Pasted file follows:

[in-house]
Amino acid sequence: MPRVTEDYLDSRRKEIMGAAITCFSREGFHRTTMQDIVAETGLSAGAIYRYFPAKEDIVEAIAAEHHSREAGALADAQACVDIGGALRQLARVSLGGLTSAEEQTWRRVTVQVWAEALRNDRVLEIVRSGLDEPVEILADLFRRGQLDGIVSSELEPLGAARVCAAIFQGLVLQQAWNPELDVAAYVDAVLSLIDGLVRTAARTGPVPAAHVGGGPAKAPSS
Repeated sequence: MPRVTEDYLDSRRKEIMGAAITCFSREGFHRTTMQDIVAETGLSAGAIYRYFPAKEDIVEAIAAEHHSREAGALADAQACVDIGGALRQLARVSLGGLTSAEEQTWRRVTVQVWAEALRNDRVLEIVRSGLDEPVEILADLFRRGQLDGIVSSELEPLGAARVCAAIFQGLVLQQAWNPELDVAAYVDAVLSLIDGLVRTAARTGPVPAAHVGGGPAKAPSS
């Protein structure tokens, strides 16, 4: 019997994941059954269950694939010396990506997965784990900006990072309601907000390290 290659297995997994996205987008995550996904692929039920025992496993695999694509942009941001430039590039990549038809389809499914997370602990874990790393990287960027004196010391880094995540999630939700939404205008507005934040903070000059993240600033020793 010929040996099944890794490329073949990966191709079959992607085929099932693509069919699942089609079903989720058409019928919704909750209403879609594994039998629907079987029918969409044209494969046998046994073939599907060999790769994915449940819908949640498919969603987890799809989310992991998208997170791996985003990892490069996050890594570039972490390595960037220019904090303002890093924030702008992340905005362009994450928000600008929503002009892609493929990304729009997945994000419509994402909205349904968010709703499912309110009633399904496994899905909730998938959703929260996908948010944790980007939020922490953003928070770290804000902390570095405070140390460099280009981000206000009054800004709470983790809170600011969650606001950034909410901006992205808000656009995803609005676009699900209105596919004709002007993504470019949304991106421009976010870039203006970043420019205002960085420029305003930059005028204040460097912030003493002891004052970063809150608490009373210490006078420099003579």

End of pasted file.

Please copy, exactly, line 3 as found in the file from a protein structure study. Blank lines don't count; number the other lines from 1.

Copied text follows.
Repeated sequence: MPRVTEDYLDSRRKEIMGAAITCFSREGFHRTTMQDIVAETGLSAGAIYRYFPAKEDIVEAIAAEHHSREAGALADAQACVDIGGALRQLARVSLGGLTSAEEQTWRRVTVQVWAEALRNDRVLEIVRSGLDEPVEILADLFRRGQLDGIVSSELEPLGAARVCAAIFQGLVLQQAWNPELDVAAYVDAVLSLIDGLVRTAARTGPVPAAHVGGGPAKAPSS